The point is that the Jewish identity of even a highly assimilated Jew, and even one who has subjectively rejected a Jewish identity, may surface at times of crisis to the group or when Jewish identification conflicts with any other identity that a Jew might have, including identification as a political radical.
As a result, assertions regarding Jewish identification that fail to take account of perceived threats to Judaism may seriously underestimate the extent of Jewish commitment. Surface declarations of a lack of Jewish identity may be highly misleading. Consider the following comment on Heinrich Heine, who was baptized but remained strongly identified as a Jew: “Whenever Jews were threatened—whether in Hamburg during the Hep-Hep riots [in 1819 in Germany] or in Damascus at the time of the ritual murder accusation  —Heine at once felt solidarity with his people” (Prawer 1983, 762).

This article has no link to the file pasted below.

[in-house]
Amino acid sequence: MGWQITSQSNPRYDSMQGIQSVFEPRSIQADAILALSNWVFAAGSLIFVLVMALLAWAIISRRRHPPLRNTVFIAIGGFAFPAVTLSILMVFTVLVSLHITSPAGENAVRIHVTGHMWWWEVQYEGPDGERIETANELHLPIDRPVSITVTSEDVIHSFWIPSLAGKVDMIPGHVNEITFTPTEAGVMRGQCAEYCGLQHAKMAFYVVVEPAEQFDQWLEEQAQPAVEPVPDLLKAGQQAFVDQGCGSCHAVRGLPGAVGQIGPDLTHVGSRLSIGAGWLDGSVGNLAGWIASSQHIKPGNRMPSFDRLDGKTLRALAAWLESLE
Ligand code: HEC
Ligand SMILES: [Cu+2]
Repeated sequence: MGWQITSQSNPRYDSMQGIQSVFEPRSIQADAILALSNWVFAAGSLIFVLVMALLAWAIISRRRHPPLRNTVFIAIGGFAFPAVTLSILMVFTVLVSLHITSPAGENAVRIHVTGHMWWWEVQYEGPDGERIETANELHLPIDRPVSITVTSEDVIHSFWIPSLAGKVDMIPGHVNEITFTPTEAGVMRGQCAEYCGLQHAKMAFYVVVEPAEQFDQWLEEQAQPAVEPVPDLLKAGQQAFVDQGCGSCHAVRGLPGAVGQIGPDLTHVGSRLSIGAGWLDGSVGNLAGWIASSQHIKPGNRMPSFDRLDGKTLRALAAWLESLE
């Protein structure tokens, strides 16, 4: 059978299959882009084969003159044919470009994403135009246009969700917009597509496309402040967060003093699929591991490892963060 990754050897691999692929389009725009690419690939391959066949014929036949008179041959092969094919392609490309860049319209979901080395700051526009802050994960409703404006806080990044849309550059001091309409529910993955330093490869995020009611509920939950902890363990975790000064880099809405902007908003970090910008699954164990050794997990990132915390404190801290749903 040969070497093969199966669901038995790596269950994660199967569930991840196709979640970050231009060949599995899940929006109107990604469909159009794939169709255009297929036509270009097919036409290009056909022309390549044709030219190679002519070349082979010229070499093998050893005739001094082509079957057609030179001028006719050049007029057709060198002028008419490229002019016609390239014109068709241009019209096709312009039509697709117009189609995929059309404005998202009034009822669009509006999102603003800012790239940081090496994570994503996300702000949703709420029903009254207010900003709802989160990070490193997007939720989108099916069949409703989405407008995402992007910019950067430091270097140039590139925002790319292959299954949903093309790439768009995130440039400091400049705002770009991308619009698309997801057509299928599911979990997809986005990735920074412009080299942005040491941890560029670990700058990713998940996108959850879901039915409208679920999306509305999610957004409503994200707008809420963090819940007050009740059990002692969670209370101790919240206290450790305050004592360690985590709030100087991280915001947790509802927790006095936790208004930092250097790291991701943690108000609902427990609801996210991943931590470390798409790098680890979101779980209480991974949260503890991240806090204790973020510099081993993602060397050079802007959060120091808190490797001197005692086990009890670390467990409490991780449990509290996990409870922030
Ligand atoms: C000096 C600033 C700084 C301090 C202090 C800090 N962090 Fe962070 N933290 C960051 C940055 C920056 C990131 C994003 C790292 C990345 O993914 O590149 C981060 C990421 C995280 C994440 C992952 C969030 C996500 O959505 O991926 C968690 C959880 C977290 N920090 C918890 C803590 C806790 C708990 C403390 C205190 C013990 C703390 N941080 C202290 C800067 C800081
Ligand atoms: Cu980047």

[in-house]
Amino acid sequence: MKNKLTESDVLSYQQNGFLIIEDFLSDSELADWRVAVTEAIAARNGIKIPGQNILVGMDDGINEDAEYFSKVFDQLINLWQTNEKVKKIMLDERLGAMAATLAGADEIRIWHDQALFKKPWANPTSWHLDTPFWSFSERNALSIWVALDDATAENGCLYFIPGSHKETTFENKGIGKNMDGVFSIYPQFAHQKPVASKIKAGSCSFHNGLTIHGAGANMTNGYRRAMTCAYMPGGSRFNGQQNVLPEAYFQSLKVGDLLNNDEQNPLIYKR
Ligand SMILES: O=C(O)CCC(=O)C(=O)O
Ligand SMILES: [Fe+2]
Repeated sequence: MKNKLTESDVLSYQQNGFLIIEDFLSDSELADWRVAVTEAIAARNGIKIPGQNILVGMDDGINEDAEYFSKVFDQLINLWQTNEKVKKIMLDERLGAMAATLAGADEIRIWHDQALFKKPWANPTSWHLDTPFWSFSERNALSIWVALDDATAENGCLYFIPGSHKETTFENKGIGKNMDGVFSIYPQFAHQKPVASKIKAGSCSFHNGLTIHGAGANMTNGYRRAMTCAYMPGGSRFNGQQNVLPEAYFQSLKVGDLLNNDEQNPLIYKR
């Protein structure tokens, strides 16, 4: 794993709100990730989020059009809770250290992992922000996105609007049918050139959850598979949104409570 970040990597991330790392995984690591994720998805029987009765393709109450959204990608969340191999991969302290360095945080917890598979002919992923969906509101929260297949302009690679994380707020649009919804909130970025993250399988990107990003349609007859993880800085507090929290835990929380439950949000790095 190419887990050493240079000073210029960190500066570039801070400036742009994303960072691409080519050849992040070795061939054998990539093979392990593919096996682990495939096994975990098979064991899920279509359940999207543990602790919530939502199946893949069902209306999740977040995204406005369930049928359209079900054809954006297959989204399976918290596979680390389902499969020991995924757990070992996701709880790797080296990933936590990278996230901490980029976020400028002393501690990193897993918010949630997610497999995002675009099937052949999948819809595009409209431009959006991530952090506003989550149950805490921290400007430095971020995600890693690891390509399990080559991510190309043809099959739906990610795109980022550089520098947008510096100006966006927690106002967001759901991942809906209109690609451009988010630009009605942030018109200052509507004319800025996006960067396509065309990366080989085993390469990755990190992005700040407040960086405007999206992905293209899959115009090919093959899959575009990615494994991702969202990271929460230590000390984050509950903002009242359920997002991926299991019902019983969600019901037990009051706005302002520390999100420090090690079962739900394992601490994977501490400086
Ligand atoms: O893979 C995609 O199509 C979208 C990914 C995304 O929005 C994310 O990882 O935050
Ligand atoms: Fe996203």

This recent article reinforces the point:
Our lives have changed forever. We have had to change not just the way we think of Israel but how we think of Britain. The past month has exposed an ugly underside. We once thought we lived in a tolerant society. Now we are asking: ‘Can we safely share our Jewishness here?’, and ‘do we belong?’
As Jews we are familiar with tragedy, threat and betrayal. ‘Always make sure you have your passport in date’, my mother used to tell me. Fortunately, today we are still very far from escape. But the recent rise in anti-Semitism makes us feel like we have moved another step closer.
In the darkest times, however, is when the embers of the Jewish spirit burn brightest. Amidst the tragic loss of life and bloodshed, there are revolutions starting. There is a revolution of Jewish identity and unity.